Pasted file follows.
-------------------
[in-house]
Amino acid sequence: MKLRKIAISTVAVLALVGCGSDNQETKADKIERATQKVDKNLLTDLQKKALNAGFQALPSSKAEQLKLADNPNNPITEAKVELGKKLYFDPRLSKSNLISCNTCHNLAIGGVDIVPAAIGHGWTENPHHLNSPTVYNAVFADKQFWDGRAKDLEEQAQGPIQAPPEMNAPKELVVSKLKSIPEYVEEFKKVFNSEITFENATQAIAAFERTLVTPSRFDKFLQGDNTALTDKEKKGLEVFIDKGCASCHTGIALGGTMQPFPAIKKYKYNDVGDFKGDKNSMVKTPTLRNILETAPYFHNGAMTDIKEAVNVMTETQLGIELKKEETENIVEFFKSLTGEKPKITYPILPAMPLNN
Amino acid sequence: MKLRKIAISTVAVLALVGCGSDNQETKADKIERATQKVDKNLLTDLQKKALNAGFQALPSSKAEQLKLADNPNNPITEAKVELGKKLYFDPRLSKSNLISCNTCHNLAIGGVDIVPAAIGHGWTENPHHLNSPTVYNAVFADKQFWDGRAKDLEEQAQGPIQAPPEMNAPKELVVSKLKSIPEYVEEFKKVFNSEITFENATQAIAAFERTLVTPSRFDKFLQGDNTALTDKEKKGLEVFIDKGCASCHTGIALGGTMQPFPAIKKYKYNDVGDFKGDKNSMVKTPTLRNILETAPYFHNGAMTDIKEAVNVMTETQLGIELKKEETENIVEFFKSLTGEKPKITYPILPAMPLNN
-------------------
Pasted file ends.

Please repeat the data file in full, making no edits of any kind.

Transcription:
[in-house]
Amino acid sequence: MKLRKIAISTVAVLALVGCGSDNQETKADKIERATQKVDKNLLTDLQKKALNAGFQALPSSKAEQLKLADNPNNPITEAKVELGKKLYFDPRLSKSNLISCNTCHNLAIGGVDIVPAAIGHGWTENPHHLNSPTVYNAVFADKQFWDGRAKDLEEQAQGPIQAPPEMNAPKELVVSKLKSIPEYVEEFKKVFNSEITFENATQAIAAFERTLVTPSRFDKFLQGDNTALTDKEKKGLEVFIDKGCASCHTGIALGGTMQPFPAIKKYKYNDVGDFKGDKNSMVKTPTLRNILETAPYFHNGAMTDIKEAVNVMTETQLGIELKKEETENIVEFFKSLTGEKPKITYPILPAMPLNN
Amino acid sequence: MKLRKIAISTVAVLALVGCGSDNQETKADKIERATQKVDKNLLTDLQKKALNAGFQALPSSKAEQLKLADNPNNPITEAKVELGKKLYFDPRLSKSNLISCNTCHNLAIGGVDIVPAAIGHGWTENPHHLNSPTVYNAVFADKQFWDGRAKDLEEQAQGPIQAPPEMNAPKELVVSKLKSIPEYVEEFKKVFNSEITFENATQAIAAFERTLVTPSRFDKFLQGDNTALTDKEKKGLEVFIDKGCASCHTGIALGGTMQPFPAIKKYKYNDVGDFKGDKNSMVKTPTLRNILETAPYFHNGAMTDIKEAVNVMTETQLGIELKKEETENIVEFFKSLTGEKPKITYPILPAMPLNN